What if I told you that a part of the UV light spectrum could be used to kill COVID-19? What if I also told you that these particular wavelengths are so far thought to be completely safe to humans? What should we do with it?
How do we talk about time? Why do we say that we look ahead to the future, rather than behind? There might be a lot more physics hiding in everyday language than you realise…
Sally became famous as the First American woman (and third ever woman) in space in 1983. At 32, she was the youngest American astronaut to travel to space, a record that still stands today.
Does time exist? It is an awfully big question. And perhaps one you have never thought to ask yourself. Carlo Rovelli’s ‘The Order of Time’ presents a poetic and enlightening account of the nature of time, and its implications for modern physics and beyond. I offer a warning to those of you prone to existential crises; this one may be your greatest yet.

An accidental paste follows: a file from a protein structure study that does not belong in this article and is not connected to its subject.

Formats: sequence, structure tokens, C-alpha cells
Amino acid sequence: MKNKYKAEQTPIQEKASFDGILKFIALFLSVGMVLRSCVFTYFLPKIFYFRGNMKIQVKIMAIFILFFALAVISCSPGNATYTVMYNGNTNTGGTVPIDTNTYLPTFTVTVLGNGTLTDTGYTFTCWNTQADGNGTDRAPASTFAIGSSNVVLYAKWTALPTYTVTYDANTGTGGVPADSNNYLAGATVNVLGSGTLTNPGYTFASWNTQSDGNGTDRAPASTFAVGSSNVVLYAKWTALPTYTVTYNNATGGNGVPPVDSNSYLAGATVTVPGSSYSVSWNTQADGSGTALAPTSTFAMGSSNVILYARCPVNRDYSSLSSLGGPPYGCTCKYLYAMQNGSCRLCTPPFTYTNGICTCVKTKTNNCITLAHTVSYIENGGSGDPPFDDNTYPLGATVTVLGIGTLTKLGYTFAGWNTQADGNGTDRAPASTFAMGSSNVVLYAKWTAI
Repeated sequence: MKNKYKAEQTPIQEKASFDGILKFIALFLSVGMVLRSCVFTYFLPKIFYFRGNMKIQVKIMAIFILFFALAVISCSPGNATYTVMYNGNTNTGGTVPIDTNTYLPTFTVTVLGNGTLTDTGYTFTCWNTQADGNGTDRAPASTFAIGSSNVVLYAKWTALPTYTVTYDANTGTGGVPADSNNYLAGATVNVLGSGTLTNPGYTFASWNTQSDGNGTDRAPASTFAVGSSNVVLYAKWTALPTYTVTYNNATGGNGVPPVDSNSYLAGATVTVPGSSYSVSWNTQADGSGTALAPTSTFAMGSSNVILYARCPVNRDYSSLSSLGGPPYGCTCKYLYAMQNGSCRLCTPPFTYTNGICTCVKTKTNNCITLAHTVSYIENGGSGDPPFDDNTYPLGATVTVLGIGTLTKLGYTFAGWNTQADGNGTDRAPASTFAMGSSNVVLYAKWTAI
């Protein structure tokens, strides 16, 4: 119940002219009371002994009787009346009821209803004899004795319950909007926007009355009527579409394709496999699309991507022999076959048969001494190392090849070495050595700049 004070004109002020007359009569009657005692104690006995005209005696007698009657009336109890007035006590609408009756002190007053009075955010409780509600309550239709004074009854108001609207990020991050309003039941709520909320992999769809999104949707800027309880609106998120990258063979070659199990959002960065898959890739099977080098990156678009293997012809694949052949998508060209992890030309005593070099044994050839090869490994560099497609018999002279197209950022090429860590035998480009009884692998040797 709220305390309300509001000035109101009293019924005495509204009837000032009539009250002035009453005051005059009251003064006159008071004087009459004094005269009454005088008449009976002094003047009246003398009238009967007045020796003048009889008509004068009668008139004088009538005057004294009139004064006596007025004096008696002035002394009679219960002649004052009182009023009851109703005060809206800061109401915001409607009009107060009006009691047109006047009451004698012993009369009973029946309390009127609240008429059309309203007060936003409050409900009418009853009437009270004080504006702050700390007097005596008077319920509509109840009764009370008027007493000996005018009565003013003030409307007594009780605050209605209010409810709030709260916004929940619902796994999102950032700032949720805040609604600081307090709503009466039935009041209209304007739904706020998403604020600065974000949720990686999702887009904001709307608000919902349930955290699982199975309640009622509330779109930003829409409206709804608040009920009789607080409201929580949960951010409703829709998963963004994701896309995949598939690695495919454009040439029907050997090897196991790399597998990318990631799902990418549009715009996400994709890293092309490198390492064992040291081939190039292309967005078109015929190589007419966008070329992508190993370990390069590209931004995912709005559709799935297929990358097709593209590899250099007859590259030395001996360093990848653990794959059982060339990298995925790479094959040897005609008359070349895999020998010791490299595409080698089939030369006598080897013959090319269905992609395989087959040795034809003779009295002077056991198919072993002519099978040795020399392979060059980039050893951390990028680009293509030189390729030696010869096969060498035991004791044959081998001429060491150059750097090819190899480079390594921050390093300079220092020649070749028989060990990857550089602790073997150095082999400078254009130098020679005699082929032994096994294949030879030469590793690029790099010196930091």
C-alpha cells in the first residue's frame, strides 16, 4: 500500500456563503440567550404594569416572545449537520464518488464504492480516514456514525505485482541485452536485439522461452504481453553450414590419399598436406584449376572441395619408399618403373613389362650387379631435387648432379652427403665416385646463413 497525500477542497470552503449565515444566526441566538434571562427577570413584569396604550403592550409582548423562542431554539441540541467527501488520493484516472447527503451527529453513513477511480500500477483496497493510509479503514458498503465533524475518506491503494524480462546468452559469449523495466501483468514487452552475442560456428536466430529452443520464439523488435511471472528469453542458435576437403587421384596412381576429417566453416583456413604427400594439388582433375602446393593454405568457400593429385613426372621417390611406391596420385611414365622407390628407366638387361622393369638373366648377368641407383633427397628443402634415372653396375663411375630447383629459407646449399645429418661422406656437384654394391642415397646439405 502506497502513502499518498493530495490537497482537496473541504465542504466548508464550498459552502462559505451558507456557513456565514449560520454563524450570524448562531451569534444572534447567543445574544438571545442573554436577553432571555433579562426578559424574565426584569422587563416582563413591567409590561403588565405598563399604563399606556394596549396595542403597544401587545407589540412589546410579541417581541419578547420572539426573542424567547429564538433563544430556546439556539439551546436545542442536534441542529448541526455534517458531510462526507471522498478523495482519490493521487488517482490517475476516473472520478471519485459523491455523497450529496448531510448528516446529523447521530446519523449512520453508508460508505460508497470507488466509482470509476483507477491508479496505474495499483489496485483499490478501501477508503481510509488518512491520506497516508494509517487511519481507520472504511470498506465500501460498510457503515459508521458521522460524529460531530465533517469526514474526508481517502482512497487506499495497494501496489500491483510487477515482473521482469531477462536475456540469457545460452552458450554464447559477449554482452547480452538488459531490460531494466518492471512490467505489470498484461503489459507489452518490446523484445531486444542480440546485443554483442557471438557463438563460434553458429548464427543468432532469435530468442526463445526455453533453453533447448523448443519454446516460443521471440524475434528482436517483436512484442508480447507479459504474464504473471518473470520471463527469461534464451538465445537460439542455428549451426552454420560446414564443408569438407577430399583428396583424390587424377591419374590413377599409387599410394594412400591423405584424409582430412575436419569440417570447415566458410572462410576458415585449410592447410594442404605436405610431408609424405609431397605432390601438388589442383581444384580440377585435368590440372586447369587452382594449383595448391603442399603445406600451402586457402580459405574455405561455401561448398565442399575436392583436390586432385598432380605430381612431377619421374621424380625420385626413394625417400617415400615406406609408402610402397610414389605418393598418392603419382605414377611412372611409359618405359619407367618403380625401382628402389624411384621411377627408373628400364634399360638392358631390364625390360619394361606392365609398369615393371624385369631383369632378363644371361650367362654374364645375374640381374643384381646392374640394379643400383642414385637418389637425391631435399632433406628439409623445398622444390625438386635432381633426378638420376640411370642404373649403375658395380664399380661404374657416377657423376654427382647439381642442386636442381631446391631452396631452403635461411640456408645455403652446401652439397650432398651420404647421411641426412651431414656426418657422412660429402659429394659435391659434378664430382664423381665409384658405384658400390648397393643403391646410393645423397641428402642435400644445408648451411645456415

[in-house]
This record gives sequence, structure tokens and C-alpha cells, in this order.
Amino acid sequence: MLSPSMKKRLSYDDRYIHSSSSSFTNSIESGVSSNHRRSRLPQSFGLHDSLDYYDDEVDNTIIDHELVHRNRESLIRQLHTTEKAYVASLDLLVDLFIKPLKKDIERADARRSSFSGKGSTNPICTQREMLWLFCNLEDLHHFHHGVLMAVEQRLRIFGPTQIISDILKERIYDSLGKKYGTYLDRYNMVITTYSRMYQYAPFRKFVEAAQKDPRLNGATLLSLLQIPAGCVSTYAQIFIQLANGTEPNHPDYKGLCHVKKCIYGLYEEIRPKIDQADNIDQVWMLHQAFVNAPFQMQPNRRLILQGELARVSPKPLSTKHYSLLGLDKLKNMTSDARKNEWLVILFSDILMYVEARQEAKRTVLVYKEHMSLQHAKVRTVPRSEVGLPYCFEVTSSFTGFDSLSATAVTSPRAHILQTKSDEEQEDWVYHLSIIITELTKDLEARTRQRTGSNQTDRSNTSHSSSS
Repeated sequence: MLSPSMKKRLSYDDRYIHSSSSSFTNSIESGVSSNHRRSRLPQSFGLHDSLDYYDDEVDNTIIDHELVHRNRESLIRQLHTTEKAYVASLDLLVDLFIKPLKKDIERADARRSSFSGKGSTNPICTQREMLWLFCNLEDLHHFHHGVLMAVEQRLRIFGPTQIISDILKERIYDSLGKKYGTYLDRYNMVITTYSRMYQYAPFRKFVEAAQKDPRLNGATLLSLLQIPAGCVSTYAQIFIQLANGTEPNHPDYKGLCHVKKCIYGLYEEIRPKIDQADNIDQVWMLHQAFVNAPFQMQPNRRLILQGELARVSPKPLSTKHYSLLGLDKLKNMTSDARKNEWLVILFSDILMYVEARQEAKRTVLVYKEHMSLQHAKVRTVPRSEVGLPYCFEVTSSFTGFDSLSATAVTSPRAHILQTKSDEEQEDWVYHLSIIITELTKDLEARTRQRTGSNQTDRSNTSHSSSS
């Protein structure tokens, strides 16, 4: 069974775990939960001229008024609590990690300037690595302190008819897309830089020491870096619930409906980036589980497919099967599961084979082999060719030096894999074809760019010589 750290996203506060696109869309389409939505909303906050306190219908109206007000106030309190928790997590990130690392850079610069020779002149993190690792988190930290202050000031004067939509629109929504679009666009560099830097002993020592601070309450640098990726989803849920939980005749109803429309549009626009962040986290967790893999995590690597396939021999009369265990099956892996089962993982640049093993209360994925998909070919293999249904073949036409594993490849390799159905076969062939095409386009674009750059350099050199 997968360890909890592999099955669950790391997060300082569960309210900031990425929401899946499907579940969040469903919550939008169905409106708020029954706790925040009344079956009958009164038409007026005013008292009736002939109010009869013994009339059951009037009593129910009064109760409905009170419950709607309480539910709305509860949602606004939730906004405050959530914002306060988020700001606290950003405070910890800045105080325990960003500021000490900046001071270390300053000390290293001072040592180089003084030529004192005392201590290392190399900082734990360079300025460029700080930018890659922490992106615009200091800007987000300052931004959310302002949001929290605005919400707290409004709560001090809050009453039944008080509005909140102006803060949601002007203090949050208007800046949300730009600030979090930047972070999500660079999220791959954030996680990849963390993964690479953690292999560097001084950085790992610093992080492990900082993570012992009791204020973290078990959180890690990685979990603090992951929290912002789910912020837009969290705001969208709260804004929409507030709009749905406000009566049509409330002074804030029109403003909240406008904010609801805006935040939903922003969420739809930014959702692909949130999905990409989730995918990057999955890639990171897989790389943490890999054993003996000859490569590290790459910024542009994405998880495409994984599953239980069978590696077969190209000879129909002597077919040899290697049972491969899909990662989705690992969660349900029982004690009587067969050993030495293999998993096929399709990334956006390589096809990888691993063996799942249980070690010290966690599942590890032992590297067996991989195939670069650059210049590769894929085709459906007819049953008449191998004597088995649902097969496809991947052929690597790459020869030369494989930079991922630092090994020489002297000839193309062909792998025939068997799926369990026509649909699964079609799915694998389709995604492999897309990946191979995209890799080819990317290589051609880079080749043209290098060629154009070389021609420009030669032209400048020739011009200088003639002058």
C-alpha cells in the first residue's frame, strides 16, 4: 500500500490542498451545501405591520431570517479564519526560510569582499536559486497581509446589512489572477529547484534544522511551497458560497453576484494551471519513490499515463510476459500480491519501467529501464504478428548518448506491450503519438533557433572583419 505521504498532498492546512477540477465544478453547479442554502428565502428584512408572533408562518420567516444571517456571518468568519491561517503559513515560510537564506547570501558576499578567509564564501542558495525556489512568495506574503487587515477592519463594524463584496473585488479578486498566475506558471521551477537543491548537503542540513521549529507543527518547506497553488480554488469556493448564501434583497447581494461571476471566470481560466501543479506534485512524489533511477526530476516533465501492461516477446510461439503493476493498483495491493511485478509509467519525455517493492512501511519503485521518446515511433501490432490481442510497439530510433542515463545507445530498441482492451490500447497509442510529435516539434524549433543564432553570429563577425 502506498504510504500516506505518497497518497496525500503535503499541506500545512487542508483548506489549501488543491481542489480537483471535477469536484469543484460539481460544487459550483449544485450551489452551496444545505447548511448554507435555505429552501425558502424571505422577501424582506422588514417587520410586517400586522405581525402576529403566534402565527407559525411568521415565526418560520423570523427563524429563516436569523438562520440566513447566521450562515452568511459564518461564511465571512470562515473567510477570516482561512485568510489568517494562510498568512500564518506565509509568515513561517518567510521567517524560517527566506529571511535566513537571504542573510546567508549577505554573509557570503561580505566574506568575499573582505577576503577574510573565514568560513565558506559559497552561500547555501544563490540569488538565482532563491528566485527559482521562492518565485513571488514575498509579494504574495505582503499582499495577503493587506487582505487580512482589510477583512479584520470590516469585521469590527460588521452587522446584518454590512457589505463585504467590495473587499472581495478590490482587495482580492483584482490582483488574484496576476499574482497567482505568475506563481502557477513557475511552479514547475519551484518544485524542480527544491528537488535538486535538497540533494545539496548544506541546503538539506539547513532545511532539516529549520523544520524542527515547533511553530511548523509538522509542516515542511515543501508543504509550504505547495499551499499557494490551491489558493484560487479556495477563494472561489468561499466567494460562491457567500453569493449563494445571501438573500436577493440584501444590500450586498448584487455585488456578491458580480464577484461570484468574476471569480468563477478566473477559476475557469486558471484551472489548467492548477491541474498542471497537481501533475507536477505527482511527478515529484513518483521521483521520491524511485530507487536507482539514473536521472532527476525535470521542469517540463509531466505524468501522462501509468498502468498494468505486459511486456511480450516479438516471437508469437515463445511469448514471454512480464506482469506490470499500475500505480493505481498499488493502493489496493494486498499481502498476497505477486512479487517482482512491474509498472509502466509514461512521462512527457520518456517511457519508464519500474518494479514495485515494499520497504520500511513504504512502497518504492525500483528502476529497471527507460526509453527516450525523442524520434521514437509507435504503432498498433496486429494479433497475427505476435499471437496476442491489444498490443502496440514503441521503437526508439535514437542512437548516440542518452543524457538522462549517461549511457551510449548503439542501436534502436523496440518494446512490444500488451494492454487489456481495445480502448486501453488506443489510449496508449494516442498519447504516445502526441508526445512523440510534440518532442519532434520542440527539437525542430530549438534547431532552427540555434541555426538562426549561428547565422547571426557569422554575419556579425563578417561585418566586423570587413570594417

A role model for the next generation of budding physicists
Want to make an espresso that is as good as Taste itself? Perhaps your physics degree has given you the ideal skill set to make a pretty amazing brew.
As a physicist, it can be hard for me to enjoy science fiction. This isn’t because I have a deep running hatred of Spock, or the teddy-bear aesthetic of the Ewoks gives me the heebie-jeebies. It is because I know that whilst the universe is wild, it has limitations. Just adding the word “quantum” in Continue reading “https://pandamagazine.wp.st-andrews.ac.uk/wp-content/themes/gridd”
The inevitability of confirmation bias and how it affects physics